My father passed and had a living trust and will naming all his children, 4 and step children 3 of which 1 is living, bequeth all his property, assests etc into the family trust. Problem is his 2nd wife, not my mother passed 15 years ago,he did change the trust to just him. He re-married 2 years later. He did not change anything in the trust to this current step mom. Everything is still or is left to the children. This is california, I understand community property and surving spouse, but the house he left was purchased with my first step mom during their marriage not during this 2nd step mom marriage. Trust lawyers are stating that this surviving spouse has right to the house even though it was not purchased with her in fact the deed is only in my fathers name. Im confused on how this could be, why have a will or trust if a person can not leave his or her property to whom they want. We as the children are agreeable to a portion of the house after it sells to the surviving spouse but not certainly half. They were married 13 years. She did not work and father was retired and left his retirement into his trust. Help!!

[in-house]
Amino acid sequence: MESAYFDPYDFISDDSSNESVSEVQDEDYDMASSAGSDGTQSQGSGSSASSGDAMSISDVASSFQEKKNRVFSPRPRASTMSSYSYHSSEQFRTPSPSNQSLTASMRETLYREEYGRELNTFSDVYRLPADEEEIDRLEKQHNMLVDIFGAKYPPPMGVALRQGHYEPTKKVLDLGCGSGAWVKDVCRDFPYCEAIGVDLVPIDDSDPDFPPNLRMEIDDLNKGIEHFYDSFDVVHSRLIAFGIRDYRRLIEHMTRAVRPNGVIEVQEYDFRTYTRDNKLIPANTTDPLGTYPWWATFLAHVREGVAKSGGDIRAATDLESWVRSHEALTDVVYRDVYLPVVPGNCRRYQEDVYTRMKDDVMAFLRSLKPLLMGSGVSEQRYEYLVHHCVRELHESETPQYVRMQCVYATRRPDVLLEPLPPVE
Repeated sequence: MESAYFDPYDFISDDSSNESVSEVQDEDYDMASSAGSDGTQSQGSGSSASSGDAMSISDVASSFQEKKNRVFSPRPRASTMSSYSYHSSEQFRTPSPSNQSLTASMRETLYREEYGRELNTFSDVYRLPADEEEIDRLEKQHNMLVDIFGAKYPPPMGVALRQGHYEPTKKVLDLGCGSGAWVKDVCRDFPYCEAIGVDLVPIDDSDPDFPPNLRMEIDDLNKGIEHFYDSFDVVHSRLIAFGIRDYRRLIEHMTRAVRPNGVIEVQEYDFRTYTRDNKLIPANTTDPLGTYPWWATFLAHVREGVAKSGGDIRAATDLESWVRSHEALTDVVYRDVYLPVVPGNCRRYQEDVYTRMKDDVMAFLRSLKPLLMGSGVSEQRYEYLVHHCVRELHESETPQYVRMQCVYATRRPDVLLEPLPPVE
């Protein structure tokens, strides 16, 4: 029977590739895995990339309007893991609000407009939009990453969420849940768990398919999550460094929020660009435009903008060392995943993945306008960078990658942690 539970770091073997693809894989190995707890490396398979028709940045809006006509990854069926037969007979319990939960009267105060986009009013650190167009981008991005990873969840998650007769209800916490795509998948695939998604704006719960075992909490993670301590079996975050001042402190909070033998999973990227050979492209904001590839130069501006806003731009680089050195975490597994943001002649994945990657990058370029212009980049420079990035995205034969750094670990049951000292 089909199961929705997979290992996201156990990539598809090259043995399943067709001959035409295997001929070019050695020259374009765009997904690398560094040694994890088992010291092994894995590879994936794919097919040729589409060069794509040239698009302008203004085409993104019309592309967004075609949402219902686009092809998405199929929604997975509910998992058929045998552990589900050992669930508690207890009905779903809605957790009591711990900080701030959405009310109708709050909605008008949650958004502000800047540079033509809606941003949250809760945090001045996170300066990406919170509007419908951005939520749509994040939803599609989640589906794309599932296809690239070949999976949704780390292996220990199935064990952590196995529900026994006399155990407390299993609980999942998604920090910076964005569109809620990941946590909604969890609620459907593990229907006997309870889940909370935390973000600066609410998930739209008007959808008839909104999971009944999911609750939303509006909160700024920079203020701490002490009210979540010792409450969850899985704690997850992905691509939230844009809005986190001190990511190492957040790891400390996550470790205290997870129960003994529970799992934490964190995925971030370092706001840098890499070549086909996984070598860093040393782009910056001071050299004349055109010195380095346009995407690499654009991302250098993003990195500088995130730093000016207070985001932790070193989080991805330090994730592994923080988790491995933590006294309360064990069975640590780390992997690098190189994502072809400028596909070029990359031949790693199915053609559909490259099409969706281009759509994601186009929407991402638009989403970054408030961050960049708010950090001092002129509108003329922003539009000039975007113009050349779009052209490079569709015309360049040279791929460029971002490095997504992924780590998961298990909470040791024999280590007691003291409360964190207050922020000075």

Hi. This is a complicated problem and you need a lawyer. Basically, in many states, irrespective of the will, a person’s spouse is entitled to certain things, including the residence. But you need counsel to make sure that any interest she has is clearly delimited and that ultimately his will prevails. Good luck.
My sister just died and she had about $700 in the bank, furniture in her apartment and a bunch of clothes. She owes two credit card companies around $22,000. Do I need to pay off my sister’s credit cards after she dies?
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The simple answer is ‘no,’ and do not let credit card companies try to convince you otherwise. The only person responsible for your sister’s debts is your sister ( or potentially her husband if they comingled assets or lived in a state that recognizes community property). Credit card companies only care about liquid assets. They... read more